Sally Field — Wise Woman

 

 

Sally“At 70, Sally Field Navigates Aging In The Spotlight” (NPR Weekend Edition Saturday, March 5, 2016) Interview with Lourdes Garcia-Navarro.

Sally Field has become a genuine wise woman. In this interview she says three great things: (1) life is process and we’re always passing from phase to phase; (2) you earn your years by living them; and (3) we carry a whole chorus of influential people with us along our way through life.

Lourdes Garcia-Navarro: What attracted you to playing this character Doris?      SF: It’s such a unique story and it looks at so many things. It looks at age, I mean, what is age? It looks at transitioning, you know, human beings; our task in life is to constantly transition from one stage into another whether it’s toddlerhood into childhood into adolescence and then young adulthood and then middle age. It’s just constant movement. . . .   I’m an old woman, 70 is old, and that’s OK. … I’ve gathered strength behind my years, I owned them, I’ve earned them, I’ve deserved them, I have a right to have them.

LGN: Are the characters you’ve played over the years like people that you take along with you?     SF: You know, they are. I’ll be walking down the street or cleaning the house or in the market and a vision, a memory will just flash through your head the way they do. You know, you’ll see the oranges or something and something will flash through your head of an experience that you had or something, and sometimes I stop myself and say, “Wait a minute, that wasn’t my experience, that was a character’s experience. It was Norma’s experience or Edna’s experience or Celeste’s experience,” and it wasn’t mine. But I portrayed it so it registered in my head as an experience that I had, so it’s an odd thing that actors do when you have the opportunity to really work on a character that you somehow have to plant inside of yourself. They stay in me and they have always changed me in some way.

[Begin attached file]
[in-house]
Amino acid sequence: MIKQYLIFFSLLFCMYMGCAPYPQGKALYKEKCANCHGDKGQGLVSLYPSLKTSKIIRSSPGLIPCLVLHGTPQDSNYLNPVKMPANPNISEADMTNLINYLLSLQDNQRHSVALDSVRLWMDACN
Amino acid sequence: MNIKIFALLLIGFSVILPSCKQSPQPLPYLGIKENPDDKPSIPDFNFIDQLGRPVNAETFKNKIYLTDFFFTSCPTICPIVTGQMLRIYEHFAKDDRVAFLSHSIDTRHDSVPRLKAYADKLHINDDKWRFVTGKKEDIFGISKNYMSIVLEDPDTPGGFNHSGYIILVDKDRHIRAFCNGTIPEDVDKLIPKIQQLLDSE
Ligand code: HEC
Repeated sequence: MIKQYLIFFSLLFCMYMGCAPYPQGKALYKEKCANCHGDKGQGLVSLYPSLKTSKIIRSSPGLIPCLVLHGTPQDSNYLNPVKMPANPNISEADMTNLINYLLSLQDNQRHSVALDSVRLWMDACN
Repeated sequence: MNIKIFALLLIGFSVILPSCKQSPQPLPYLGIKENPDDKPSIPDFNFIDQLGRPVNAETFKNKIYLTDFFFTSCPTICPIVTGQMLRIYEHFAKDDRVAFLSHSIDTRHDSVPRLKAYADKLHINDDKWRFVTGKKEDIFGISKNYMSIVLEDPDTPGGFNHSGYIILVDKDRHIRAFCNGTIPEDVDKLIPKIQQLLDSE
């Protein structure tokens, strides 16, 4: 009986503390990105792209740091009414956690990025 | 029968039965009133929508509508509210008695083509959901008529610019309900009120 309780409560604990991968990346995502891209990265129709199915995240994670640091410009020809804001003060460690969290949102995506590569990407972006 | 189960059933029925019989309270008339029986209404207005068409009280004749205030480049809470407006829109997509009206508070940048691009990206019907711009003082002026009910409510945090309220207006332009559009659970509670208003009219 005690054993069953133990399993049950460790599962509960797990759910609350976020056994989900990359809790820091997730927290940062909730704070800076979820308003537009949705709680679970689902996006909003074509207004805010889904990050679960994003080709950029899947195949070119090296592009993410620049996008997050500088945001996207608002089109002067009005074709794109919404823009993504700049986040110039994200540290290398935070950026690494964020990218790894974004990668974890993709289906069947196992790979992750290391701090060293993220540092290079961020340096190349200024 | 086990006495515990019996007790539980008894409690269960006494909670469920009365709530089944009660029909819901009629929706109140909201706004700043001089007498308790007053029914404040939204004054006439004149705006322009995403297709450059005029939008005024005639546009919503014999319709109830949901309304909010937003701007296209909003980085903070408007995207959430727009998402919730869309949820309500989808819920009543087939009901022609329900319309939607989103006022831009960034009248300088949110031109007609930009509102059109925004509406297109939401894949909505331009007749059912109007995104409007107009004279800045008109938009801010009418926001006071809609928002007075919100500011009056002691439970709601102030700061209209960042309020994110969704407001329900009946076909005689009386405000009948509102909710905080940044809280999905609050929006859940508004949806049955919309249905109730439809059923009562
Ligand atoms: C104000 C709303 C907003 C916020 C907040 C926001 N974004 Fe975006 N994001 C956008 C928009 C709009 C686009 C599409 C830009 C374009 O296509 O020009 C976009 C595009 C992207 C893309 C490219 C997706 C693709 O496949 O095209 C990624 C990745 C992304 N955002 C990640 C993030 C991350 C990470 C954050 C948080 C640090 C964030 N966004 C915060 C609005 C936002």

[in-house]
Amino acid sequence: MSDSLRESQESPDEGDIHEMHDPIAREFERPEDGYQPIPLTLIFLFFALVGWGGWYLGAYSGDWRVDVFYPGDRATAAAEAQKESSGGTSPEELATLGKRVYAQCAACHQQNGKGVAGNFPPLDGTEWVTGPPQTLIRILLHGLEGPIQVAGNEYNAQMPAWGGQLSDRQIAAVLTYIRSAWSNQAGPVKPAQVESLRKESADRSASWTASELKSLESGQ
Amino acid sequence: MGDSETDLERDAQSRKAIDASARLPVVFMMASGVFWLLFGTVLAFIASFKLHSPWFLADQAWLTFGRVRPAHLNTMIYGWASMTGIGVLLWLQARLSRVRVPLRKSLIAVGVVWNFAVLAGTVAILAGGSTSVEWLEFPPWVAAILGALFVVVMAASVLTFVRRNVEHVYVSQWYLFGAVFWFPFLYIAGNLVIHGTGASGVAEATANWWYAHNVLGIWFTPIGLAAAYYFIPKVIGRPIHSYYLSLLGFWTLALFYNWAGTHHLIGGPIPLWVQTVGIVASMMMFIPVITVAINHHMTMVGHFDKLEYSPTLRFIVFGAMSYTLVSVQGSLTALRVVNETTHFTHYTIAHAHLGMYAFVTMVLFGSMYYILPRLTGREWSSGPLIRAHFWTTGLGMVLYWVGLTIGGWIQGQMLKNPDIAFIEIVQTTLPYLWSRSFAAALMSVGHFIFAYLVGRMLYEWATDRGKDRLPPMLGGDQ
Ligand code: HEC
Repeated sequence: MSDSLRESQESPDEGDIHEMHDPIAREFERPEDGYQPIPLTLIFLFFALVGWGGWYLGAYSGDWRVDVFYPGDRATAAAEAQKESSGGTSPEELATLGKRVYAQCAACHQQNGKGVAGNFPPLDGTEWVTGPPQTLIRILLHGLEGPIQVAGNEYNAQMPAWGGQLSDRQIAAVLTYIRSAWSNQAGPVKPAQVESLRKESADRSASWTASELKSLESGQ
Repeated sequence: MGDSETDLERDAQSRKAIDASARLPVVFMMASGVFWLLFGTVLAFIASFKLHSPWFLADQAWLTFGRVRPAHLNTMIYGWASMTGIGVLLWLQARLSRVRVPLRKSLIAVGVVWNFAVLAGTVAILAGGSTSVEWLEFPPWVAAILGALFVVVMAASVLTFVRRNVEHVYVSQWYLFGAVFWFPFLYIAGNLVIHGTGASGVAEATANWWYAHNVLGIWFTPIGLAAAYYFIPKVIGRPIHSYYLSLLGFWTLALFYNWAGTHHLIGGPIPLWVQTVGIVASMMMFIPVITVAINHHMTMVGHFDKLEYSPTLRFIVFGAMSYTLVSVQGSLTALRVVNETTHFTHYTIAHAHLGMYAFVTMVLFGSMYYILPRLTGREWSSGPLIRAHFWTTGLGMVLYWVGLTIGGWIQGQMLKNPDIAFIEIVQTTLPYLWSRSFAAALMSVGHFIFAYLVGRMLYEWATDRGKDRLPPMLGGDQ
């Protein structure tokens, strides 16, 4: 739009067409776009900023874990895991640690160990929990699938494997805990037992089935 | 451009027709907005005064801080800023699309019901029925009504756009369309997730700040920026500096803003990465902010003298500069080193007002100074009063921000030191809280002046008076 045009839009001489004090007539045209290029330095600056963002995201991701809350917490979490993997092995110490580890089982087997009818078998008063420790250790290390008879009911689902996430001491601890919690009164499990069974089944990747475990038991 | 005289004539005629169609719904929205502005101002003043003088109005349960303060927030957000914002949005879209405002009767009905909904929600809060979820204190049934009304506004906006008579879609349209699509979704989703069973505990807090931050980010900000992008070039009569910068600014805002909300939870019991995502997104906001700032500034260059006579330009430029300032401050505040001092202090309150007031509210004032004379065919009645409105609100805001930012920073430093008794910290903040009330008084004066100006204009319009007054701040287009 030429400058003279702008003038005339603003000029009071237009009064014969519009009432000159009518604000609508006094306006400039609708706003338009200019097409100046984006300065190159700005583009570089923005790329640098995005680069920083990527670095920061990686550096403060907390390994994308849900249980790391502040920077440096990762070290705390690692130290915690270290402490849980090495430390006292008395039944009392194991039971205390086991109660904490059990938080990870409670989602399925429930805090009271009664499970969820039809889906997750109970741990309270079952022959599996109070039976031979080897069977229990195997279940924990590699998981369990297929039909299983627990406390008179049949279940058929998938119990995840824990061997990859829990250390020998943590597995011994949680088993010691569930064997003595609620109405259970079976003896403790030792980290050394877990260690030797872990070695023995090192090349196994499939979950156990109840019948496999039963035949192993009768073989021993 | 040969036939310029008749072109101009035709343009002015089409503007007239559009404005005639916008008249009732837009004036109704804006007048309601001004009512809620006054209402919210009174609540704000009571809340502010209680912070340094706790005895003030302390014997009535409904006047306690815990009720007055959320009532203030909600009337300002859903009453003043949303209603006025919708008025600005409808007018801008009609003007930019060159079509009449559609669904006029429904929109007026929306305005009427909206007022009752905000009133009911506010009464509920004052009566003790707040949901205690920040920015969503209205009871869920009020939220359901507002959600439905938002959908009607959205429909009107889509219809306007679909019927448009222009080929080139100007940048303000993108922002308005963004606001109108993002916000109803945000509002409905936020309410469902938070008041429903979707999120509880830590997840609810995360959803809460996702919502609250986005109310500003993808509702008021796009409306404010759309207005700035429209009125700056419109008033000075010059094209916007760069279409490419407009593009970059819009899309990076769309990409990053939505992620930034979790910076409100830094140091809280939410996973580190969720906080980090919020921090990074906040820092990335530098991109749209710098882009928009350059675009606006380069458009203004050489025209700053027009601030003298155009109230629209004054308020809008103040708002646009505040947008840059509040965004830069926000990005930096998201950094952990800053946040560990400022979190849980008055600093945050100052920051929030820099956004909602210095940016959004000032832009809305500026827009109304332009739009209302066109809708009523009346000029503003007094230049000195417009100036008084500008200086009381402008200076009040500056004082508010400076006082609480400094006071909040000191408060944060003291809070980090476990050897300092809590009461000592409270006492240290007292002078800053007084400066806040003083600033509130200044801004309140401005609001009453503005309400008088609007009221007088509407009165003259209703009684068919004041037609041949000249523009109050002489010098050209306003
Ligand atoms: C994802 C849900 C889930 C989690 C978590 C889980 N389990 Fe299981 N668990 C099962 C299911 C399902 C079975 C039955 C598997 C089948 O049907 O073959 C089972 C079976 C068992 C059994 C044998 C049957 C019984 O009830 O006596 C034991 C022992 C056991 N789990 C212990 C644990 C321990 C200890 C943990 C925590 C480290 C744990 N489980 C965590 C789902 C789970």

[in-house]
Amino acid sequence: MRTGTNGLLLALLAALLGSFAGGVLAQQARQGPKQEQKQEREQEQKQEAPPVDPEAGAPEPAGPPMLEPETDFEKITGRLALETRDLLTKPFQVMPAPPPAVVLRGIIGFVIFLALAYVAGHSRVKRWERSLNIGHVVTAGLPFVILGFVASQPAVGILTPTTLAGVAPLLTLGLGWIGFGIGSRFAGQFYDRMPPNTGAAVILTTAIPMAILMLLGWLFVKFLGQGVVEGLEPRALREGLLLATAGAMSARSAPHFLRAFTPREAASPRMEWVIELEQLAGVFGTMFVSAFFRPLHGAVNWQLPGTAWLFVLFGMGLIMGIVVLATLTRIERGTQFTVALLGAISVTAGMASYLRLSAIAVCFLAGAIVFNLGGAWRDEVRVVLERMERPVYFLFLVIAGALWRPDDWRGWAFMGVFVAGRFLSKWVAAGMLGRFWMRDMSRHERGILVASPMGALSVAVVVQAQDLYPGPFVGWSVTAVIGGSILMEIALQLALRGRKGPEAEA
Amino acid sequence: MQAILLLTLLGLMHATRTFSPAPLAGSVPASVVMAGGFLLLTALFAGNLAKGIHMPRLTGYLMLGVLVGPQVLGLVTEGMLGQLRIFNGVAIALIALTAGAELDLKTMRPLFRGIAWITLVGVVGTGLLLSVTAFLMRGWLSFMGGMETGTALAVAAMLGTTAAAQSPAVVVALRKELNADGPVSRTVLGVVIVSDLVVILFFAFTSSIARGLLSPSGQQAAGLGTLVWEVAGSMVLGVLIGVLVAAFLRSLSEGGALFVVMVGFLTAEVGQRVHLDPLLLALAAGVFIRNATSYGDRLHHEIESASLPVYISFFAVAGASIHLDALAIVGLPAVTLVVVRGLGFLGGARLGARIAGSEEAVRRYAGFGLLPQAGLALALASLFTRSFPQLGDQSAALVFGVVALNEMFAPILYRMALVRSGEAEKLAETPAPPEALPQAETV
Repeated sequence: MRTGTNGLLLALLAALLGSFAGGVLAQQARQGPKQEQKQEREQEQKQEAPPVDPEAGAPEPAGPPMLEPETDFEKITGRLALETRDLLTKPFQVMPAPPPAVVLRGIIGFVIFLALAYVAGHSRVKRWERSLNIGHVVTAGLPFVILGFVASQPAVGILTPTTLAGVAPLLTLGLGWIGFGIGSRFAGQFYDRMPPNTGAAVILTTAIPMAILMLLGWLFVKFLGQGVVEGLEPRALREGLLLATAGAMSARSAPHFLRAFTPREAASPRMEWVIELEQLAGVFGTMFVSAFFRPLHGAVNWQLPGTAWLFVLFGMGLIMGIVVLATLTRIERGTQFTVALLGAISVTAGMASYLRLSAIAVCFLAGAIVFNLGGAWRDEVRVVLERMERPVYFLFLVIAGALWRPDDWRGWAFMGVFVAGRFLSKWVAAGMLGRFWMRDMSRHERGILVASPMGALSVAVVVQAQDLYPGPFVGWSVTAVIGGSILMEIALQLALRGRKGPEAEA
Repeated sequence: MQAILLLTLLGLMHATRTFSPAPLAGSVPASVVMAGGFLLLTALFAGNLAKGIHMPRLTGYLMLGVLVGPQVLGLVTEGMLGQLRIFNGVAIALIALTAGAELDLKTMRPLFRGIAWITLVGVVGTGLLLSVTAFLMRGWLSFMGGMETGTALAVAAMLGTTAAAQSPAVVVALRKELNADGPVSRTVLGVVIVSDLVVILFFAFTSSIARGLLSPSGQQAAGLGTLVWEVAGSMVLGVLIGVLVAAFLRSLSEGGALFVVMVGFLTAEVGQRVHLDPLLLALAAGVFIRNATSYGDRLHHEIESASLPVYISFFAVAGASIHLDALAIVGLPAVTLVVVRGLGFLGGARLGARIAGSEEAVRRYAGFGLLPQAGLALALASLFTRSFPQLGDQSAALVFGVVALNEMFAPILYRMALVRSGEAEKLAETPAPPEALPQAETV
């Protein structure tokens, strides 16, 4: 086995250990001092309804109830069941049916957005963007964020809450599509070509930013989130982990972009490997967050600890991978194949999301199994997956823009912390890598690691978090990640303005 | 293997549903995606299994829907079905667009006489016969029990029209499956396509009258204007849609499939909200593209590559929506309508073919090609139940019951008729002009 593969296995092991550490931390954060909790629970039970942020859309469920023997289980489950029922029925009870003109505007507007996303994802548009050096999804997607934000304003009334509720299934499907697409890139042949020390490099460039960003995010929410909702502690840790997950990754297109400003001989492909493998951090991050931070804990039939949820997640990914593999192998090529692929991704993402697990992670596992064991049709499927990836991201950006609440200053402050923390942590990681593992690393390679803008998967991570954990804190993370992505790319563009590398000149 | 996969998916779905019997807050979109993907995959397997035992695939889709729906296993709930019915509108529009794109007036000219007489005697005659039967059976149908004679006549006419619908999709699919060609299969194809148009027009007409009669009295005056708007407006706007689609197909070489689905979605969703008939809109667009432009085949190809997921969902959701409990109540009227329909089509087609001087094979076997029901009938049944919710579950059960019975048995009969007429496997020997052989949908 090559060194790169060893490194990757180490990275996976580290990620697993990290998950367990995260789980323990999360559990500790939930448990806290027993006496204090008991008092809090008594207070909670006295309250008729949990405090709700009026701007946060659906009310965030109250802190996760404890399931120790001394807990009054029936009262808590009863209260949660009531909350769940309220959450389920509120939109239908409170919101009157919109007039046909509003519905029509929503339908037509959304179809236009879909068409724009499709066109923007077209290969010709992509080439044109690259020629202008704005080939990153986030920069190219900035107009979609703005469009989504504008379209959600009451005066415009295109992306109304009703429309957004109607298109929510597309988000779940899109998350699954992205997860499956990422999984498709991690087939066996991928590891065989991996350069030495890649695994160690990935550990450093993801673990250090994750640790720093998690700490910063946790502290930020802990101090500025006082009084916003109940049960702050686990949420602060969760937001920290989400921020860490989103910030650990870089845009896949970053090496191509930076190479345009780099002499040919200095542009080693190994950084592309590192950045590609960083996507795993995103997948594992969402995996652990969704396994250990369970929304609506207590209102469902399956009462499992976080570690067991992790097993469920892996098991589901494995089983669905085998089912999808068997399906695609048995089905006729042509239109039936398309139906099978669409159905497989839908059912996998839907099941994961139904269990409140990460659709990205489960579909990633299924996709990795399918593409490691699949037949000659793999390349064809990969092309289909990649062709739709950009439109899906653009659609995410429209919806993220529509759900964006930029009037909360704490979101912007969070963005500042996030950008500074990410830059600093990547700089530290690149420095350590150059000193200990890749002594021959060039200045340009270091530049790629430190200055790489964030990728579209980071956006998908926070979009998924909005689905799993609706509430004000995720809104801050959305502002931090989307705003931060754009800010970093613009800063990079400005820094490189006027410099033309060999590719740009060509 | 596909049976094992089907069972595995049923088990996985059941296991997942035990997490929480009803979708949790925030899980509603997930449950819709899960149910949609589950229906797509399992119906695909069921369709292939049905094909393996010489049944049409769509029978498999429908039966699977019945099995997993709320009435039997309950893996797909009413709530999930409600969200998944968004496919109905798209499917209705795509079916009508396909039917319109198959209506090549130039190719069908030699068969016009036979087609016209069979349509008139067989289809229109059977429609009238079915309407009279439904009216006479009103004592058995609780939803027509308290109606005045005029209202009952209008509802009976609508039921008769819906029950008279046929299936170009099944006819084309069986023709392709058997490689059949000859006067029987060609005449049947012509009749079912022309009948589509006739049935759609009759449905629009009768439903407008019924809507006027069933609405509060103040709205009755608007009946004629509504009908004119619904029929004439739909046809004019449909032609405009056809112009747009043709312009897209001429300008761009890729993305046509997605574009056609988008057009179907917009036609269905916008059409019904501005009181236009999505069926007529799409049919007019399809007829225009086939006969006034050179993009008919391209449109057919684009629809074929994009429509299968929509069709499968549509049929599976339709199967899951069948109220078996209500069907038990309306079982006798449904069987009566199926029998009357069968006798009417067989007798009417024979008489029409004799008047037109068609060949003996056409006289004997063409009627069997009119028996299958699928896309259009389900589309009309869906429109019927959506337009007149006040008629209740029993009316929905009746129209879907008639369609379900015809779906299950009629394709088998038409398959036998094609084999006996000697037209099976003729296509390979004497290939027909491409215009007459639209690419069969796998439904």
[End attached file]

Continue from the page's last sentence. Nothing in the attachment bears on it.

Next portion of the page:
Open a Personal Account

If you want your experience to be of value to you you have to think about it. You have to pay attention, to mind it. You have to mark it, say “This is important.” You want to remember it and remember it as accurately as possible. Memory is important if you want to get real value from your experience.

The best way to keep up with your experience is to document it. Keep records. Take a lot of photos. Capture all the detail you can. Keep receipts, cards, ticket stubs. Put names and dates on everything so you can always know when events occurred. Write notes of what was important to you at the time, keep a journal of some kind, comment on the photos and whatever else comes to your mind.

Use something like a star system to rate importances, give the super highlights five stars, the days that turn your life in a new direction, whether up or down, those times you discover you’re not the same person you were before. Make some notes on how the new you differs from the old.

I know it sounds like a lot of work, but down the road big payoffs await you when you take your chance to look back over where you’ve come from and wow yourself.